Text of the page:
I am working on a paper on social conditions during the pandemic, and have been using mixed methods. Unfortunately, the qualitative data collection process has been a disaster as I was unable to conduct any interviews. The reasons given for declining interviews were mostly due to pandemic disruptions. As such, I am now wondering if it's possible to do a reflective analysis instead, by arguing that the failure to collect qualitative data is in fact an indication of the real-time state of affairs?

I haven't quite been able to find relevant precedence and am unsure if there's an established methodology for this sort of "reflective analysis"? If anyone could point me in the right direction, that would be greatly appreciated!

  • Every paper ends up with an analysis of the study's success and analyses, doesn't it? So I think this is really just a normal part of presenting your conclusions. I wrote a paper once about open source applications and ran into a ton of tech trouble with the open source application I was evaluating for the paper. So I turned that into a big part of the paper -- here's the problem with open source applications! I know you asked for specifics; my suggestion is look for papers that either didn't prove what they set out to prove or that proved something else instead. Aug 21 '20 at 21:00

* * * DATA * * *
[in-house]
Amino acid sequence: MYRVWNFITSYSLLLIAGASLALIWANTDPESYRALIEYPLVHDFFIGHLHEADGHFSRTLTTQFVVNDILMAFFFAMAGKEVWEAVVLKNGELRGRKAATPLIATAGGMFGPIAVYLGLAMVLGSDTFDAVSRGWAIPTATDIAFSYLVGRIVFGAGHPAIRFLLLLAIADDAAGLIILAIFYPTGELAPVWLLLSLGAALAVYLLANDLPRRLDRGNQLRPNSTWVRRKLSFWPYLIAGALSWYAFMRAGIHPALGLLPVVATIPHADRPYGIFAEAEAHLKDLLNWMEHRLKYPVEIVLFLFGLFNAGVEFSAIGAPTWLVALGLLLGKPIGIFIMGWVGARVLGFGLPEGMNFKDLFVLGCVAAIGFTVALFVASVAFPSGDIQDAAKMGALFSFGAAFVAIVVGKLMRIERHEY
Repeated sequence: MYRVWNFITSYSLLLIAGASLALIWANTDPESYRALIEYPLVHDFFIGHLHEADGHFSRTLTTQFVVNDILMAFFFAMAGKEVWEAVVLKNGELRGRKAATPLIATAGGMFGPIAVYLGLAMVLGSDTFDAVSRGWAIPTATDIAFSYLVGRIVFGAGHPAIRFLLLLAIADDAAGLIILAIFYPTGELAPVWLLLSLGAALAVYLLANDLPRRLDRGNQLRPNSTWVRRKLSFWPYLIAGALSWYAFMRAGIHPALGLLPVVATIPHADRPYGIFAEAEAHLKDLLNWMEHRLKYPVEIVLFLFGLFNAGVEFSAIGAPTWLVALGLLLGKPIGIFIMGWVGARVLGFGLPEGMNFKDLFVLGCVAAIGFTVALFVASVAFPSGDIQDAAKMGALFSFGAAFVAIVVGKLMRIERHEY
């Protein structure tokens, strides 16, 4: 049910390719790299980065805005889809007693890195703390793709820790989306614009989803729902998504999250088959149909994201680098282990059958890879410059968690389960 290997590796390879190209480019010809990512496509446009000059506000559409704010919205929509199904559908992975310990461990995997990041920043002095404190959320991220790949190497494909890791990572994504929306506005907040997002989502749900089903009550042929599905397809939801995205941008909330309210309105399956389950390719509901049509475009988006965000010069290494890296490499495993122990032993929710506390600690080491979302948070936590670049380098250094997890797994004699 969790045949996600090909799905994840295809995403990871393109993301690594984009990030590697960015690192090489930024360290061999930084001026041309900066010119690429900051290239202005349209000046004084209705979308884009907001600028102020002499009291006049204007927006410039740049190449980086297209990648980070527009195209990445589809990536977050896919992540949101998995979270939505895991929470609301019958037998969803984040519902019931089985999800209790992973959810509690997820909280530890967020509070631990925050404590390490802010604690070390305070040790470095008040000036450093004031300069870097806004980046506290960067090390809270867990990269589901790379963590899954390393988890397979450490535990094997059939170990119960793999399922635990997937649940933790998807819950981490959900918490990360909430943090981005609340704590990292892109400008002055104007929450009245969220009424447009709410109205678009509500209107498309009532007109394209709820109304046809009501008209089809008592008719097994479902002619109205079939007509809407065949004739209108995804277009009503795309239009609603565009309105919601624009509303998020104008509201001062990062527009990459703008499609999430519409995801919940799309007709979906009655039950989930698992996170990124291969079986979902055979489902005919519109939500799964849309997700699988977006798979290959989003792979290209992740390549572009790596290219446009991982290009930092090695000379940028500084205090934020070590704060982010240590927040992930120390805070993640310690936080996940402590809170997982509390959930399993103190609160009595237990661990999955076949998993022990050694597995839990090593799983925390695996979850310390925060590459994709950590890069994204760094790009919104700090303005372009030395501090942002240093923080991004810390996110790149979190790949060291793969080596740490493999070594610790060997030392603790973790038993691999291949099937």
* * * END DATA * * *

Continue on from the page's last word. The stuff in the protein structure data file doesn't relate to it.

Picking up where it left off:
• What would the research question be on this new meta-project?
    – henning
    Aug 23 '20 at 13:25

Meta-science/meta-research is the discipline that deals with studies that use the research methods to study research itself. Its currently quite en vogue, I don't know if you could make your study fit into this category.

Personally my two most successful papers are about what would have been quite mundane studies but anomalies in the analysis lead me to identify problems with the way data was commonly analysed across the whole field.

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